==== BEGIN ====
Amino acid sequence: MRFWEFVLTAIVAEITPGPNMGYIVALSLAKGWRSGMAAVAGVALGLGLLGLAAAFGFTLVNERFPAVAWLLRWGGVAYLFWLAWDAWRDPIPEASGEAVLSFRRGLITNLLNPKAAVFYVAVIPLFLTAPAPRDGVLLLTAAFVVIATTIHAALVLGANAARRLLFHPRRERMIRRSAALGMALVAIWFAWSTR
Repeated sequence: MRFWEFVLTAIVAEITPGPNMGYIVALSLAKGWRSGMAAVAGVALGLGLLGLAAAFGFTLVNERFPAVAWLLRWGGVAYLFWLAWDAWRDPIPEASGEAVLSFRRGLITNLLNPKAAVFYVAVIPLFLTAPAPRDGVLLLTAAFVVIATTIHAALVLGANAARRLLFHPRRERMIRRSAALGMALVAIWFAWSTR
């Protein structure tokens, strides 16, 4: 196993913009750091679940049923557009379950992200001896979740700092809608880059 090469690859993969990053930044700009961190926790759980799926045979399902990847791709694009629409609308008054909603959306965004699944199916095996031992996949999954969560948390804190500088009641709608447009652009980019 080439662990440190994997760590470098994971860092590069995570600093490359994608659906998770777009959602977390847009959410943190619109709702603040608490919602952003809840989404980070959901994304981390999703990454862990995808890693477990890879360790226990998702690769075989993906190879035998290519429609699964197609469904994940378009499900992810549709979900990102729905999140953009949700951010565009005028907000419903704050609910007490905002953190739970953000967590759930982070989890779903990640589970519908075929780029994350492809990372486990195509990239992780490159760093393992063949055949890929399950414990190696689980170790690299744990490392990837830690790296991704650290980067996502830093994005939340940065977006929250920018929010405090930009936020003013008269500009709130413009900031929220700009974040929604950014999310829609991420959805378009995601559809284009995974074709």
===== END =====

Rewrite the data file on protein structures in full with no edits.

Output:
Amino acid sequence: MRFWEFVLTAIVAEITPGPNMGYIVALSLAKGWRSGMAAVAGVALGLGLLGLAAAFGFTLVNERFPAVAWLLRWGGVAYLFWLAWDAWRDPIPEASGEAVLSFRRGLITNLLNPKAAVFYVAVIPLFLTAPAPRDGVLLLTAAFVVIATTIHAALVLGANAARRLLFHPRRERMIRRSAALGMALVAIWFAWSTR
Repeated sequence: MRFWEFVLTAIVAEITPGPNMGYIVALSLAKGWRSGMAAVAGVALGLGLLGLAAAFGFTLVNERFPAVAWLLRWGGVAYLFWLAWDAWRDPIPEASGEAVLSFRRGLITNLLNPKAAVFYVAVIPLFLTAPAPRDGVLLLTAAFVVIATTIHAALVLGANAARRLLFHPRRERMIRRSAALGMALVAIWFAWSTR
């Protein structure tokens, strides 16, 4: 196993913009750091679940049923557009379950992200001896979740700092809608880059 090469690859993969990053930044700009961190926790759980799926045979399902990847791709694009629409609308008054909603959306965004699944199916095996031992996949999954969560948390804190500088009641709608447009652009980019 080439662990440190994997760590470098994971860092590069995570600093490359994608659906998770777009959602977390847009959410943190619109709702603040608490919602952003809840989404980070959901994304981390999703990454862990995808890693477990890879360790226990998702690769075989993906190879035998290519429609699964197609469904994940378009499900992810549709979900990102729905999140953009949700951010565009005028907000419903704050609910007490905002953190739970953000967590759930982070989890779903990640589970519908075929780029994350492809990372486990195509990239992780490159760093393992063949055949890929399950414990190696689980170790690299744990490392990837830690790296991704650290980067996502830093994005939340940065977006929250920018929010405090930009936020003013008269500009709130413009900031929220700009974040929604950014999310829609991420959805378009995601559809284009995974074709």